Thursday, December 10, 2015

Acoustic Syndicate: Redefining Appalachian Music

Founded in 1992, Acoustic Syndicate identifies as a rock/folk/bluegrass band based out of Western North Carolina, more commonly referred to as Appalachia. Every past and present band member holds a place in the Appalachian community, having grown up in The High Country. While some bands might falsely categorize themselves as “Appalachian”, Acoustic Syndicate is the real, authentic deal.

Over the years, seven full-length albums have been released under the name Acoustic Syndicate. Their first album released in 1996, coincidentally the year I was born, was self-titled Acoustic Syndicate. Their debut album was followed by: Tributaries (1999), Crazy Little Life (2000), Live From The Neighborhood (2003), Terra Firma (2003) and Long Way Round (2004).

After an 8-year hiatus leaving fans wondering if they had put their instruments up for good, Acoustic Syndicate’s most recent album, Rooftop Garden, was released in September of 2013.

Thanks my friend Billy Herring, "manager/tour manager/wrangler", I got the opportunity to have some questions answered by Steve McMurry, vocalist and guitarist in Acoustic Syndicate:

How do you think your own music, and Appalachian music as a whole has evolved since the Acoustic Syndicate's beginning in 1992?
I think our own music has evolved over the years with changes in our families lives and also with our own expectations of ourselves to dig deeper into our songwriting capabilities. Obviously, being farmers we also are deeply rooted in our environmental situation on the planet and that plays alot into our music. As for the continuing boom of acoustic/folk/americana music over the last 2 decades we started out as a bluegrass band with drums which had never really been done before. Within several years of our start we noticed younger bands following our lead with exploration of other sounds and instruments in acoustic music. Obviously today there are numerous bands on the cutting edge of acoustic music and we are proud to have been at the forefront of that movement. But we always know we can get deep back into the hollars of the Appalachians and find the real deal old time music that has been played for generations long before us.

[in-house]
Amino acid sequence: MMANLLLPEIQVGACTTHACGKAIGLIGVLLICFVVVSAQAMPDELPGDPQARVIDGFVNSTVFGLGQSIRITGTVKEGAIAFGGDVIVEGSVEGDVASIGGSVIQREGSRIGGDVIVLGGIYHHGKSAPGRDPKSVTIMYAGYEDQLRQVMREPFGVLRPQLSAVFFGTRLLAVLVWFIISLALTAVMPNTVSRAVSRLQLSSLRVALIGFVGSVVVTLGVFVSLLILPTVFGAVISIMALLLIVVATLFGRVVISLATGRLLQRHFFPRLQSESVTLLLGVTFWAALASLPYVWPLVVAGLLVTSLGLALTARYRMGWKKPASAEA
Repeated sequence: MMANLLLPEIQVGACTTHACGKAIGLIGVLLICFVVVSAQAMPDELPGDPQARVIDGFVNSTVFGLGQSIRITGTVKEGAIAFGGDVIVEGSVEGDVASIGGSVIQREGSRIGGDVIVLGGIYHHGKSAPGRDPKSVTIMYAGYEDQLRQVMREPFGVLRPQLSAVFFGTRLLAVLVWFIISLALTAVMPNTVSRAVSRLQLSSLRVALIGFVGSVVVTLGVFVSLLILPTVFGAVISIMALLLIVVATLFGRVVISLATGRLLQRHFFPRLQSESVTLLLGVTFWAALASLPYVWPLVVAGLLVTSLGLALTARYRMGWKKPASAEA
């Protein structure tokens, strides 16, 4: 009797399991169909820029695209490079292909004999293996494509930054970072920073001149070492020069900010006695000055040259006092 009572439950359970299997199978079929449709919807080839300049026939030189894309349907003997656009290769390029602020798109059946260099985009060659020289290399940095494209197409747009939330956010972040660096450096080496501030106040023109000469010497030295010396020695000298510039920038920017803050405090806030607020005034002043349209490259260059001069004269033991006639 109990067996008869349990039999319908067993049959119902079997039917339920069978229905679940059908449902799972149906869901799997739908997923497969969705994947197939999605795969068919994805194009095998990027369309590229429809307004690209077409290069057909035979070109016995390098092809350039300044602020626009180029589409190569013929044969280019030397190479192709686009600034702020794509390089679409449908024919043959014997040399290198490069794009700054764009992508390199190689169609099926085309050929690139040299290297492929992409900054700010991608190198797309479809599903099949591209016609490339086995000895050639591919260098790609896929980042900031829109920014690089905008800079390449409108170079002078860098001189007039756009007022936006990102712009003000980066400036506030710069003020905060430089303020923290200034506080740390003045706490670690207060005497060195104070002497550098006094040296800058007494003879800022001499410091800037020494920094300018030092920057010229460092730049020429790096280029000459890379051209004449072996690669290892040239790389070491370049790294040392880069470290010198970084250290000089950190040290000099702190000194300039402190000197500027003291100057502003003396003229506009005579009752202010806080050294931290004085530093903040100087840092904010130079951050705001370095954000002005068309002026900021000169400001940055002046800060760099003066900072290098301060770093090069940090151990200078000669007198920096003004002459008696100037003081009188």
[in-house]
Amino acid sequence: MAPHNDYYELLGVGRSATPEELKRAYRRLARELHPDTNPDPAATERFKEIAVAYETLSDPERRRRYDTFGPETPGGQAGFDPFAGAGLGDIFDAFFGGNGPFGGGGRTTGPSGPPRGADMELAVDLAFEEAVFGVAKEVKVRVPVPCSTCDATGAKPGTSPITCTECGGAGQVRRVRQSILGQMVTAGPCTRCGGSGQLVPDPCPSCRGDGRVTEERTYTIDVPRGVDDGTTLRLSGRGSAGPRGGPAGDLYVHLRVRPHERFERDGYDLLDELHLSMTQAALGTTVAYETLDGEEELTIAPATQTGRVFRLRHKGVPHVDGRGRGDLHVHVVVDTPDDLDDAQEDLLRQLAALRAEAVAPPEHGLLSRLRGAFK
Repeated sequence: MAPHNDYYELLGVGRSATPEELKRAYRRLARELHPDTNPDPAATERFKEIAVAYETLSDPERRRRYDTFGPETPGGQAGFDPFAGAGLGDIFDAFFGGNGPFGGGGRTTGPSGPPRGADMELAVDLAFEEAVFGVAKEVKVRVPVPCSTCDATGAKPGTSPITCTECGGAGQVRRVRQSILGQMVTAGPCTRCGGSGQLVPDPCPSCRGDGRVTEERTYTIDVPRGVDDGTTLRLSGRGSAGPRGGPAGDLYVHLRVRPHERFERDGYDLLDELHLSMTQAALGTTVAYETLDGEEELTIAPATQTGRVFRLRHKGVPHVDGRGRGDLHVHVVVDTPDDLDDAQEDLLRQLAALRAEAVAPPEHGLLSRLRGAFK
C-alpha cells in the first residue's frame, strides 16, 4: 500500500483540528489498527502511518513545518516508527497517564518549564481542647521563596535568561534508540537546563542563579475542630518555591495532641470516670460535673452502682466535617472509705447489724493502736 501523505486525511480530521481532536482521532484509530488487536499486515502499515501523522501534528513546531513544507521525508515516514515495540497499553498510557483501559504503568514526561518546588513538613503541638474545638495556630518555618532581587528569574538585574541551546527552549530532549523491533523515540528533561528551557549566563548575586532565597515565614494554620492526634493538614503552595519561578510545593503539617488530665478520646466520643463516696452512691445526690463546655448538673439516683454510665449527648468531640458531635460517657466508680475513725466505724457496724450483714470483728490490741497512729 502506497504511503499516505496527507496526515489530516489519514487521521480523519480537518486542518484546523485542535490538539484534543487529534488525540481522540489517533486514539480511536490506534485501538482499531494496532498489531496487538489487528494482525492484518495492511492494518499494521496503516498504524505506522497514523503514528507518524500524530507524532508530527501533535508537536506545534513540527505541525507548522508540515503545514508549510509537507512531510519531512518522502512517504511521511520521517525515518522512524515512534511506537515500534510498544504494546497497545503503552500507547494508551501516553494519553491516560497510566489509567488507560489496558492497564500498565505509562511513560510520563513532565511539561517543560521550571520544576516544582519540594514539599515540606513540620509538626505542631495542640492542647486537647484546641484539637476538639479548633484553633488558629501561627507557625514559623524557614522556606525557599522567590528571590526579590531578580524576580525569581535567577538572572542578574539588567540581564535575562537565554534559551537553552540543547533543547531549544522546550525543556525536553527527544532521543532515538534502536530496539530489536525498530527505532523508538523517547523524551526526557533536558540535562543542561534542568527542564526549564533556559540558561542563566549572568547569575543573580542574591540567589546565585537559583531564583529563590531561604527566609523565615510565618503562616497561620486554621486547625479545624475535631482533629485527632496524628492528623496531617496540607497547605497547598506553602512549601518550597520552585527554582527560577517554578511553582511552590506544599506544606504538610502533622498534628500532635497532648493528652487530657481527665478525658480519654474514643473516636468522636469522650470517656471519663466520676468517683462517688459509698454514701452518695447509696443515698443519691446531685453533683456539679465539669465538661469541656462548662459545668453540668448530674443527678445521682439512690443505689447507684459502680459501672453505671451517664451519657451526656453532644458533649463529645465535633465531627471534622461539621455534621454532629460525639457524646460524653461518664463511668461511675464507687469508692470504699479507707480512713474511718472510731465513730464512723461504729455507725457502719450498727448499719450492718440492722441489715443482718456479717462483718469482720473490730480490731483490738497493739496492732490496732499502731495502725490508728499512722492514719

Who/what/where do you think your passion for music grew from?
Personally, me and my cousins grew up playing music in the church and at various events around Cleveland County, NC where we grew up. Between the 5 band members we all grew up with different tastes in music which has lended itself to all of the different sounds you hear on our records and our live performances. We mix our own original stuff with covers from The Who, Dire Straits, Van Morrison, The Police and lots more. We never wanted to pigeon hole ourselves as a bluegrass band just because we were playing standard bluegrass instruments.

What is your favorite instrument to play? What is your favorite instrument to hear?
I play guitar and mandolin but I love all instruments. I really like heavy exploratory jazz as well. Its not really so much the individual instruments as the whole of the individual parts coming together to make a unique sound....whether its coming from our band or any numerous bands that we draw influences from.

How was your experience recording Rooftop Garden? Are there any moments in particular that are especially memorable?